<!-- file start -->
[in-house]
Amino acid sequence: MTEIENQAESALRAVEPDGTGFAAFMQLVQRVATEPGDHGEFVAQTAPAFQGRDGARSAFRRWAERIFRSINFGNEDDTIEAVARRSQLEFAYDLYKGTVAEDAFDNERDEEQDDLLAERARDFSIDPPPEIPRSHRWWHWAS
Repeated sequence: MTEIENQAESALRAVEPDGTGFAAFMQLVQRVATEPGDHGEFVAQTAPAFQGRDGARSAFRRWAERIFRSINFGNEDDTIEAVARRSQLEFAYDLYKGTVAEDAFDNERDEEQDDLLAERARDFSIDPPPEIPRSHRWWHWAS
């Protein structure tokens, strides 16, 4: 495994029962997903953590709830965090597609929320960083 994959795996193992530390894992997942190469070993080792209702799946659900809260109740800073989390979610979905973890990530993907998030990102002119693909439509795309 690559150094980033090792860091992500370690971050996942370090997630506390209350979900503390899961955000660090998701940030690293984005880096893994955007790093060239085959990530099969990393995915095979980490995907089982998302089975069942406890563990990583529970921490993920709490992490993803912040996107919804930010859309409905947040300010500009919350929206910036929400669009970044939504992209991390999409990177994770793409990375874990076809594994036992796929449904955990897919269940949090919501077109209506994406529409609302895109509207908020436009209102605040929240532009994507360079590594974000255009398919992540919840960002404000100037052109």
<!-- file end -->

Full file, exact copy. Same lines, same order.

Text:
[in-house]
Amino acid sequence: MTEIENQAESALRAVEPDGTGFAAFMQLVQRVATEPGDHGEFVAQTAPAFQGRDGARSAFRRWAERIFRSINFGNEDDTIEAVARRSQLEFAYDLYKGTVAEDAFDNERDEEQDDLLAERARDFSIDPPPEIPRSHRWWHWAS
Repeated sequence: MTEIENQAESALRAVEPDGTGFAAFMQLVQRVATEPGDHGEFVAQTAPAFQGRDGARSAFRRWAERIFRSINFGNEDDTIEAVARRSQLEFAYDLYKGTVAEDAFDNERDEEQDDLLAERARDFSIDPPPEIPRSHRWWHWAS
């Protein structure tokens, strides 16, 4: 495994029962997903953590709830965090597609929320960083 994959795996193992530390894992997942190469070993080792209702799946659900809260109740800073989390979610979905973890990530993907998030990102002119693909439509795309 690559150094980033090792860091992500370690971050996942370090997630506390209350979900503390899961955000660090998701940030690293984005880096893994955007790093060239085959990530099969990393995915095979980490995907089982998302089975069942406890563990990583529970921490993920709490992490993803912040996107919804930010859309409905947040300010500009919350929206910036929400669009970044939504992209991390999409990177994770793409990375874990076809594994036992796929449904955990897919269940949090919501077109209506994406529409609302895109509207908020436009209102605040929240532009994507360079590594974000255009398919992540919840960002404000100037052109």